Repeated repetitive repetition? Sorry, my head hurts.

Anyway, you get the idea.

James Altucher's honesty is compelling and that's what kept me reading. It's why I signed up to his mailing list, listened to his podcast, and downloaded as many of his books as I could get my grubby little hands on.

Like I said, I wanted to love this book. But I came away disappointed. The basic idea of a daily practice, taking better care of yourself and the people around you, and pursuing your creative dreams is perfectly sound. But you could write it on a postage stamp. That's a stupid analogy. Who would do that? Ok, you could write it on a post-it note. Let's go with that.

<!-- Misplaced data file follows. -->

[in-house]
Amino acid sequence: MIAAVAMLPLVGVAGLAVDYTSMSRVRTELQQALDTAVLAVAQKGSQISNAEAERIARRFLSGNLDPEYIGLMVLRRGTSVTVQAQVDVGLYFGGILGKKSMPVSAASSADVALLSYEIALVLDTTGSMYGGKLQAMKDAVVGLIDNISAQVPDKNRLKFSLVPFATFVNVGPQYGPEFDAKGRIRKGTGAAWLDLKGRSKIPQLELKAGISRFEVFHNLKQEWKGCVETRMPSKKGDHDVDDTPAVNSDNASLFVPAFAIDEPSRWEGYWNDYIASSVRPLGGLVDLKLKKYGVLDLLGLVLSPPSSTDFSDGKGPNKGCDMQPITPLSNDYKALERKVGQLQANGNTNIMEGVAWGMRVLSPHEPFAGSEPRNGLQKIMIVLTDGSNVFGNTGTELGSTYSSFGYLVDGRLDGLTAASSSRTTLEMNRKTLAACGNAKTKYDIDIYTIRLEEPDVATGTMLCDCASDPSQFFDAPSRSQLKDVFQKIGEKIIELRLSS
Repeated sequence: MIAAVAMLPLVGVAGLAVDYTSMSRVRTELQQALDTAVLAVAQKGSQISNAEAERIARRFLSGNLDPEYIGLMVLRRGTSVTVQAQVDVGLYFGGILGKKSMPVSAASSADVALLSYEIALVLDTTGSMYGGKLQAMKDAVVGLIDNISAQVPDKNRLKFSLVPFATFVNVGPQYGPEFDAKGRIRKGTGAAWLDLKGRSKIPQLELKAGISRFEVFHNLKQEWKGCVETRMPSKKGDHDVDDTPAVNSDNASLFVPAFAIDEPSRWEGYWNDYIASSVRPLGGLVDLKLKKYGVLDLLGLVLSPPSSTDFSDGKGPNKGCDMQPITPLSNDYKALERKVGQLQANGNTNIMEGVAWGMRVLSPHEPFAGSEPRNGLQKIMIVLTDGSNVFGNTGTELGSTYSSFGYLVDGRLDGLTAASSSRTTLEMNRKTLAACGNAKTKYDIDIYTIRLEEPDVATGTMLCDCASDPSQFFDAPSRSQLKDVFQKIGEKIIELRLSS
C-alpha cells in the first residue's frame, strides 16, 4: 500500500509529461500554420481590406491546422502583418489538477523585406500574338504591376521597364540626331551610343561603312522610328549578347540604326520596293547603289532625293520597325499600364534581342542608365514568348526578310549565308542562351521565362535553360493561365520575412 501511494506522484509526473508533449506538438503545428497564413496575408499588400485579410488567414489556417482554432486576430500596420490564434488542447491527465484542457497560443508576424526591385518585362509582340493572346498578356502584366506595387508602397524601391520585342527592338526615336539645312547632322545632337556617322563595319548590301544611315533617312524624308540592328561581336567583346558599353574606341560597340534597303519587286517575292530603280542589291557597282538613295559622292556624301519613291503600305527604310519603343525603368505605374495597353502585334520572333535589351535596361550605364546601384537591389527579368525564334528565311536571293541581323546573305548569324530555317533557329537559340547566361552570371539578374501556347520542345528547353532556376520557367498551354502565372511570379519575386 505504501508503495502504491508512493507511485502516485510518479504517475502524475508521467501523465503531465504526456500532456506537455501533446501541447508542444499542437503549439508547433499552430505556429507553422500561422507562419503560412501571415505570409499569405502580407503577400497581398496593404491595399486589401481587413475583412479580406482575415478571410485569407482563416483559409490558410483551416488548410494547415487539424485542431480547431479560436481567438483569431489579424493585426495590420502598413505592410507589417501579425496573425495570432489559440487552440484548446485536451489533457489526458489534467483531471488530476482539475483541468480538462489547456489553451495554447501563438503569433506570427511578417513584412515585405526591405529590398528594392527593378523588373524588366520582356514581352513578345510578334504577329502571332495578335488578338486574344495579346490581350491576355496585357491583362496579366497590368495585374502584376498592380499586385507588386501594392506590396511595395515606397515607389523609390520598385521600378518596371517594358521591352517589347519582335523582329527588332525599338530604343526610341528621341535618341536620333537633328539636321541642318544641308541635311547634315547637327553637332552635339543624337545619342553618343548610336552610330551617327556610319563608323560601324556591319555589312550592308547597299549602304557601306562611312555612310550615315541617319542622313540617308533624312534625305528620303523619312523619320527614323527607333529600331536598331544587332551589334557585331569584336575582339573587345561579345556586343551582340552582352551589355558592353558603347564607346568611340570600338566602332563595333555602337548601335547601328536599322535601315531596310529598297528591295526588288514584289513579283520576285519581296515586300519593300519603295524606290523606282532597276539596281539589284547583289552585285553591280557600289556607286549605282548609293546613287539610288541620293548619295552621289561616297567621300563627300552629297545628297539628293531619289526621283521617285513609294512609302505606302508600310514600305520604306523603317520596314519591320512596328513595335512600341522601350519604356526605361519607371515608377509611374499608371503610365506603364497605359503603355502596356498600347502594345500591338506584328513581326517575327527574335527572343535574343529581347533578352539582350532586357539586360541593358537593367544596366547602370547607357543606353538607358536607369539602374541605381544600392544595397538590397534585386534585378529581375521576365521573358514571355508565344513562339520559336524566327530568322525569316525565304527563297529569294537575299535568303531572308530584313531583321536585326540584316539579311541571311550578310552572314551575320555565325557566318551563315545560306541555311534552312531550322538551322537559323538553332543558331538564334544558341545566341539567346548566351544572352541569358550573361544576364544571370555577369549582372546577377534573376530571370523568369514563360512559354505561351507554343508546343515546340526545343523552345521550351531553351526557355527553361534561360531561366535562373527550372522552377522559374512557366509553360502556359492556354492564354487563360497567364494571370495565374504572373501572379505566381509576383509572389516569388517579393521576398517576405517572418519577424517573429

This is the worst kind of 'effortless prose.' Lazy, repetitive and sloppily written. Riddled with grammar, spelling and punctuation errors that make it look like you're reading an unedited first draft.

At one point he even gets bored and announces his word count.

In case you haven't guessed yet I'm trying to put as little effort into this review as James Altucher put into this book.

I guess it's harder than it looks.

( )
  graffiti.living | Oct 25, 2017 |
Have your ever read/skimmed a book so puerile that you are ashamed to post it to your feed? Like this one maybe? I am unchecking the FaceBook box as well. Some lapses of judgment are better not shared.
  Mary_Overton | Jan 10, 2017 |